Veronica With Four Eyes

No Strobing Items At Check-Out


My mom and I were walking to the check out area at a popular chain retailer when suddenly, it seemed like strobe lights popped out of nowhere. The store was selling rapidly strobing fidget spinners, which were all flashing asynchronously, and at a high frequency, each spinner with a red, blue, and green light. I went to stand away from the display while my mom checked out. I was glad she was there, because otherwise I would have had to leave the store, due to my sensitivity to flashing lights.

I didn’t say anything to the cashier, or ask to speak to the manager about the giant strobing display. My head was already hurting, and I knew it was likely a decision from corporate, not the individual store, so there was nothing they could do about it. Still, I was surprised to see that someone had decided the best place for a rapidly strobing item was at a place where customers couldn’t avoid it. Red and blue lights are one of the most common triggers for adverse responses to flashing lights- an episode of Pokemon flashed red and blue lights in a similar frequency and hospitalized hundreds of children with seizures many years ago. There are many medical conditions that can be aggravated by strobe lights- besides seizures and epilepsy, there’s also migraines, PTSD, and anxiety, to name a few.

I am not demanding that the store stop selling this product, as I’m sure it is very profitable given the increase in fidget toys, which help people with attentional conditions, autism, and anxiety, as well as people without these conditions. I would just like to request that the product be moved to another area of the store, and have a small sign warning customers of the strobe lighting. Having this item in an area where it can’t be avoided is a medical crisis waiting to happen.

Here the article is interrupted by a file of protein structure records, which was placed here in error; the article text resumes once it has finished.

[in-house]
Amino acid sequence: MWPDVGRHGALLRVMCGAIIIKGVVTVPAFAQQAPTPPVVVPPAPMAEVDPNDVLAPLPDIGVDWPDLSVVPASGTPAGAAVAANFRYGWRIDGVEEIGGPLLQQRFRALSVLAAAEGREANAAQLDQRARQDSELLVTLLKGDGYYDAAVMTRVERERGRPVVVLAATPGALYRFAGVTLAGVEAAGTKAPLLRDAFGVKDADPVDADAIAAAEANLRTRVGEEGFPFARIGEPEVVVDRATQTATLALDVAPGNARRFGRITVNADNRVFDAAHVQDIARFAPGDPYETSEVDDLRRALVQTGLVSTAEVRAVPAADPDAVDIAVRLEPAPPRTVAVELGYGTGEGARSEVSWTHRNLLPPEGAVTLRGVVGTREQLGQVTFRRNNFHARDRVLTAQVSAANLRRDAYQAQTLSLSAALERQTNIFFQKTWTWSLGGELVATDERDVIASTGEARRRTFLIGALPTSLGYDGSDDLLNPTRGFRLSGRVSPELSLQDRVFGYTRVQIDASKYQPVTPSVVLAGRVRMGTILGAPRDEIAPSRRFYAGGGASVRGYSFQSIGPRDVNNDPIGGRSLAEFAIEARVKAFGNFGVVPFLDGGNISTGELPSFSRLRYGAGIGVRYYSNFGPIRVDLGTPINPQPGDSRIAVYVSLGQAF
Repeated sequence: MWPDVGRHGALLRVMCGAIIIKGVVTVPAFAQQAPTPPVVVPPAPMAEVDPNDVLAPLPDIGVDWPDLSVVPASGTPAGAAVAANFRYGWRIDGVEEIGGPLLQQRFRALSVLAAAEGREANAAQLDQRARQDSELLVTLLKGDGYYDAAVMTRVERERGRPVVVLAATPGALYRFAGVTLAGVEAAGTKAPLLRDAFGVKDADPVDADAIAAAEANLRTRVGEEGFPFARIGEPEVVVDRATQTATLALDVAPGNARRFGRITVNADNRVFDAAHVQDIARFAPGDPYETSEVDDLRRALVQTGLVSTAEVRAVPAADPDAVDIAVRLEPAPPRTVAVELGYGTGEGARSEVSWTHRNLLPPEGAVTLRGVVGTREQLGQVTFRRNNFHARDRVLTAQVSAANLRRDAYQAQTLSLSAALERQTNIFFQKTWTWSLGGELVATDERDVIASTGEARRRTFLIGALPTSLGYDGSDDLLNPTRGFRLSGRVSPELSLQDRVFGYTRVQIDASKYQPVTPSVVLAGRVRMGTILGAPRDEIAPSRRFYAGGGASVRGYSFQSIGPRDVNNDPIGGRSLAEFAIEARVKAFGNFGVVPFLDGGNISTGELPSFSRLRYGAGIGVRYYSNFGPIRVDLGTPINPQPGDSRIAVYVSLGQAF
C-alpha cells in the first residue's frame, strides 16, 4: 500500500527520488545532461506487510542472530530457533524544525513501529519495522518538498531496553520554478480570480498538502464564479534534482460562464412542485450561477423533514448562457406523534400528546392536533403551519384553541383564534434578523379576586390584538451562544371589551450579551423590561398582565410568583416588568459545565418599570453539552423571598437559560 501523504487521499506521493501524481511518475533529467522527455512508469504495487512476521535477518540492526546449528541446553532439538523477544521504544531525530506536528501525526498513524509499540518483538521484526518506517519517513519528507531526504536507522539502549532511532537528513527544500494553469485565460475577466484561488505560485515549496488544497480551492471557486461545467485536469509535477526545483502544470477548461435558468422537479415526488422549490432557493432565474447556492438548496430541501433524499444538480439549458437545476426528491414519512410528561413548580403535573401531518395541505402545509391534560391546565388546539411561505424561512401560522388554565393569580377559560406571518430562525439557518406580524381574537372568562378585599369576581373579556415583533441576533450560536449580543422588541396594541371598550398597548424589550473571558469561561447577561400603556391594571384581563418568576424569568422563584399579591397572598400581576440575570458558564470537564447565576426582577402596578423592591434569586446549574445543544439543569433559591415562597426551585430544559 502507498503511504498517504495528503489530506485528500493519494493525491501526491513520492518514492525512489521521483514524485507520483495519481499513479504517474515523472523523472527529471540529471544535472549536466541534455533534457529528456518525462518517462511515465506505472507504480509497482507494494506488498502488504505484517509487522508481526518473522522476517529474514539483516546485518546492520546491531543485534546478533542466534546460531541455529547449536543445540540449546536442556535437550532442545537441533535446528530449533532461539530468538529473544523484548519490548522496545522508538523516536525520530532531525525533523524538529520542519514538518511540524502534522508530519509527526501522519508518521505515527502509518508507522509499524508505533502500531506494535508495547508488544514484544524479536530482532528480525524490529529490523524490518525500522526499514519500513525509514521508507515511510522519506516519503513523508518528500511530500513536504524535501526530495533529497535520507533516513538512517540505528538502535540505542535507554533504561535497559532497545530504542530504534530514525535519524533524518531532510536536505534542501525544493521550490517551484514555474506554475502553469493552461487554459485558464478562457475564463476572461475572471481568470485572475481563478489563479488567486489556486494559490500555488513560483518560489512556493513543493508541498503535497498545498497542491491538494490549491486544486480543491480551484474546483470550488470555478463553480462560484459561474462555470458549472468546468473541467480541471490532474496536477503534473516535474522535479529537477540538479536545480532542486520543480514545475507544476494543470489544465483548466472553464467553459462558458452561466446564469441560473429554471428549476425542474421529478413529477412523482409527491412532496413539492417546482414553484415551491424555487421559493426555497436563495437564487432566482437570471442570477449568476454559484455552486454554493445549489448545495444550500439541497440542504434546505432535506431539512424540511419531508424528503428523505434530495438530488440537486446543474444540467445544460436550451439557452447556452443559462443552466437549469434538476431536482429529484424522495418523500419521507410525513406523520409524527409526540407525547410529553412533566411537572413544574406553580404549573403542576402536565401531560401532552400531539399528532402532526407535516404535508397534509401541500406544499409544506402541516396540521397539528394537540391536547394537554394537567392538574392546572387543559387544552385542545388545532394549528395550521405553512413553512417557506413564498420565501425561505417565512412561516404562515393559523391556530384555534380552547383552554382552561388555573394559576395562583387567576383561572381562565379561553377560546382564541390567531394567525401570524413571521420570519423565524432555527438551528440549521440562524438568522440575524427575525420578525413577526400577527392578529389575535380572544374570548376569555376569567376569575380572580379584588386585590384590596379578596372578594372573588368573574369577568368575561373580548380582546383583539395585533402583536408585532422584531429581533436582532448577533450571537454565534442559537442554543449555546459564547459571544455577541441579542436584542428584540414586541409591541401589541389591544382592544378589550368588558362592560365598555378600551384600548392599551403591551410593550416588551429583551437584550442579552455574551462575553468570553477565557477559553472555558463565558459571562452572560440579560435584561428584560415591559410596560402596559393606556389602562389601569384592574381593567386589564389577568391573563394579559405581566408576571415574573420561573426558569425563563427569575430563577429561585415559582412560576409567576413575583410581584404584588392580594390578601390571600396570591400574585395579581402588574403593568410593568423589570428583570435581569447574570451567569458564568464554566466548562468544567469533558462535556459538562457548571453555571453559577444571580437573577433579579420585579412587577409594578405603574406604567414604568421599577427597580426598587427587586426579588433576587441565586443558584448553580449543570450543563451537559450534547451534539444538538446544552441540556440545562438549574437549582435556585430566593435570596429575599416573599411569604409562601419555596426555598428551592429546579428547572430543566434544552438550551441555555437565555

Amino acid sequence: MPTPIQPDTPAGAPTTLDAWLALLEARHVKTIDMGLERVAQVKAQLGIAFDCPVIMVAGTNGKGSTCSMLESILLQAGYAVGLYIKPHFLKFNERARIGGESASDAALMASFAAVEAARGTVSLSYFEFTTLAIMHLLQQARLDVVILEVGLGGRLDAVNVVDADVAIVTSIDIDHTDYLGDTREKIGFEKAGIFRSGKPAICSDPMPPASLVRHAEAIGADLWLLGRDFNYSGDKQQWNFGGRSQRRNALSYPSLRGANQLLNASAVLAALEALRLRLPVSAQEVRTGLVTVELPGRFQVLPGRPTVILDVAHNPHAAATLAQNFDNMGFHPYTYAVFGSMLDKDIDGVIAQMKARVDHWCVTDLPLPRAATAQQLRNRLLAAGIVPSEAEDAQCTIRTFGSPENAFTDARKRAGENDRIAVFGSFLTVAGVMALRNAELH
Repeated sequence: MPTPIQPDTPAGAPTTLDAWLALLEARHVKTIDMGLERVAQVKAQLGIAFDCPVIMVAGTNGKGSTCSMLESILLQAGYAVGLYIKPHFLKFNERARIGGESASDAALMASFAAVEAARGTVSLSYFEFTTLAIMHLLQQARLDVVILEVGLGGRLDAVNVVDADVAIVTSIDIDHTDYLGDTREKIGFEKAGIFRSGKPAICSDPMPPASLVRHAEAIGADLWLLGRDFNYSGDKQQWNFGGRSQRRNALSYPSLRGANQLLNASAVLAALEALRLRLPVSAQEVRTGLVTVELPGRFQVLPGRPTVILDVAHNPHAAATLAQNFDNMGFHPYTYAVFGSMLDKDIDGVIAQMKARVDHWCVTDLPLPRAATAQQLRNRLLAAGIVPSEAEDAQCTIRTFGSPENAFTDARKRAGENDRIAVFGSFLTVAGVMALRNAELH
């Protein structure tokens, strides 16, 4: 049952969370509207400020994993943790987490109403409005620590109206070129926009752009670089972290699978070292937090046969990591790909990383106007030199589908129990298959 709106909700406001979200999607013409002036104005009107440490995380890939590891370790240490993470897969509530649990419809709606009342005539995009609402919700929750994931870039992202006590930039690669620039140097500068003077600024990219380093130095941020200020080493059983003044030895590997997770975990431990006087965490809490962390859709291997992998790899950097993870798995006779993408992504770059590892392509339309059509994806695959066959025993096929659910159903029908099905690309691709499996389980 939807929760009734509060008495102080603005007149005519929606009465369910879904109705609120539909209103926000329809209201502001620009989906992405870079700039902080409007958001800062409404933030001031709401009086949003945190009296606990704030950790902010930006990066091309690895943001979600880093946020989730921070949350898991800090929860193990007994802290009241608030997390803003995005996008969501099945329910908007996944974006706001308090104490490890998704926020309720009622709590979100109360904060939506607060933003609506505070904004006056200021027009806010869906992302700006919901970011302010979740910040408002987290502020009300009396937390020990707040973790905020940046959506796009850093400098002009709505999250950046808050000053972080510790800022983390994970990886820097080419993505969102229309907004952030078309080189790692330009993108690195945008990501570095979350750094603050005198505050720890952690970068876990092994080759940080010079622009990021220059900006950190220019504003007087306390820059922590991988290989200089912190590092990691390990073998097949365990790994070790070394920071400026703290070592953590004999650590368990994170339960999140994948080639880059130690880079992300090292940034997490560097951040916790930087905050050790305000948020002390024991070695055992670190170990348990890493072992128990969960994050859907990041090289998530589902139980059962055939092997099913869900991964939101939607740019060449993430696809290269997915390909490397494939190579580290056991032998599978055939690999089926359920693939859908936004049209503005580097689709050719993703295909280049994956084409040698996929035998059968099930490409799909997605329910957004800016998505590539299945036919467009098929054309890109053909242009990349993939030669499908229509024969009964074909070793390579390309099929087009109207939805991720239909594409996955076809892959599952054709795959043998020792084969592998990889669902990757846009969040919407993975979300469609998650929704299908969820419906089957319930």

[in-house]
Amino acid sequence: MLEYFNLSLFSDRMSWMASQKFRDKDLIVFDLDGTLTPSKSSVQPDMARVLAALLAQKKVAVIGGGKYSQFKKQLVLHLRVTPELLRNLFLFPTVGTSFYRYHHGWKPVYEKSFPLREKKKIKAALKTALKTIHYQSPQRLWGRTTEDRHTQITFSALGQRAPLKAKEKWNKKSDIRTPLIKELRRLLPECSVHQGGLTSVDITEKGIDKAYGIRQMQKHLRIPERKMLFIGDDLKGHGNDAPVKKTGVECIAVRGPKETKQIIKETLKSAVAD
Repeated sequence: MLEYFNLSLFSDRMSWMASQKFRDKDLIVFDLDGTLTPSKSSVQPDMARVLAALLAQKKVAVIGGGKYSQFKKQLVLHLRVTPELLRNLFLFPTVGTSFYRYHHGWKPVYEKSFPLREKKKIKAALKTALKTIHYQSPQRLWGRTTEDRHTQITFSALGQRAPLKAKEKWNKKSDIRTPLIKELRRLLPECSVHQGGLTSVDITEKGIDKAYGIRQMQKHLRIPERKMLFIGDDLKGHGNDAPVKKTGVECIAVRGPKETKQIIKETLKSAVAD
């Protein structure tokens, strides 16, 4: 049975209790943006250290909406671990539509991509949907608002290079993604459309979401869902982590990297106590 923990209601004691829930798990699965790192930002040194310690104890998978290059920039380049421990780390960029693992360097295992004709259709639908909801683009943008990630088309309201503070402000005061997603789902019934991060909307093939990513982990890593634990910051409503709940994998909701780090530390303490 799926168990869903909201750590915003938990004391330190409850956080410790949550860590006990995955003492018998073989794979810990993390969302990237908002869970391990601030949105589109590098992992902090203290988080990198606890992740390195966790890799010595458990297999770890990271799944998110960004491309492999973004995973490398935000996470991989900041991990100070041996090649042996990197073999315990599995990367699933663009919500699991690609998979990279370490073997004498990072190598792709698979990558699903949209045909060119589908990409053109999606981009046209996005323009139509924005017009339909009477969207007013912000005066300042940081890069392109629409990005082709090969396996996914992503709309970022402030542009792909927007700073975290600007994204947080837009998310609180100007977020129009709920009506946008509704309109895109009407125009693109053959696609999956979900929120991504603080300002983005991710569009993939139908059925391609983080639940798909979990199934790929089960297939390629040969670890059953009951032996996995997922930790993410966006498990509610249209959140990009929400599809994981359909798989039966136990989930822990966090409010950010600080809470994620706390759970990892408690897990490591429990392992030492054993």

If you encounter a strobing display similar to this, do not get angry at the cashier or other employee at the store, as it was likely not their idea. It is more effective to send feedback directly to corporate. Below, I have attached a sample message I sent to the store I visited:

Dear Company,

I went to visit your store today, and discovered there was a display right next to the check-out counter that was selling rapidly strobing fidget spinners. Had I gone to the store alone, I would have had to leave and not be able to purchase my items. Strobe lights are a medical trigger for me, as I have chronic migraines, and there are many other people who can be affected by rapidly strobing displays. If possible, please consider move this display out of a high-volume area and having a sign warning guests of the rapidly strobing lights.

Thank you,

Veronica

While some people do enjoy strobe lights, there are many others who can have very adverse reactions or just be downright annoyed. While I’m not looking to outlaw all strobe lights, I do hope that companies will remember their guests with light sensitivities and keep flashing products away from popular areas.


Related Posts

How To Make iPad Accessible for Low Vision

How To Make iPad Accessible for Low Vision

The iPad is considered one of the most revolutionary inventions of the 21st century, especially in terms of accessibility.  Personally, I have seen the amazing effects of having an iPad in the educational setting, at both the high school and college level.  It’s also been […]

My College Bed

My College Bed

When I was shopping in preparation for freshman move-in, one of the main things I focused on was my bed.  I have Chiari Malformation, which causes severe back and neck pain, as well as chronic migraines that can only be treated with sleep, so I […]



Leave a Reply


%d bloggers like this: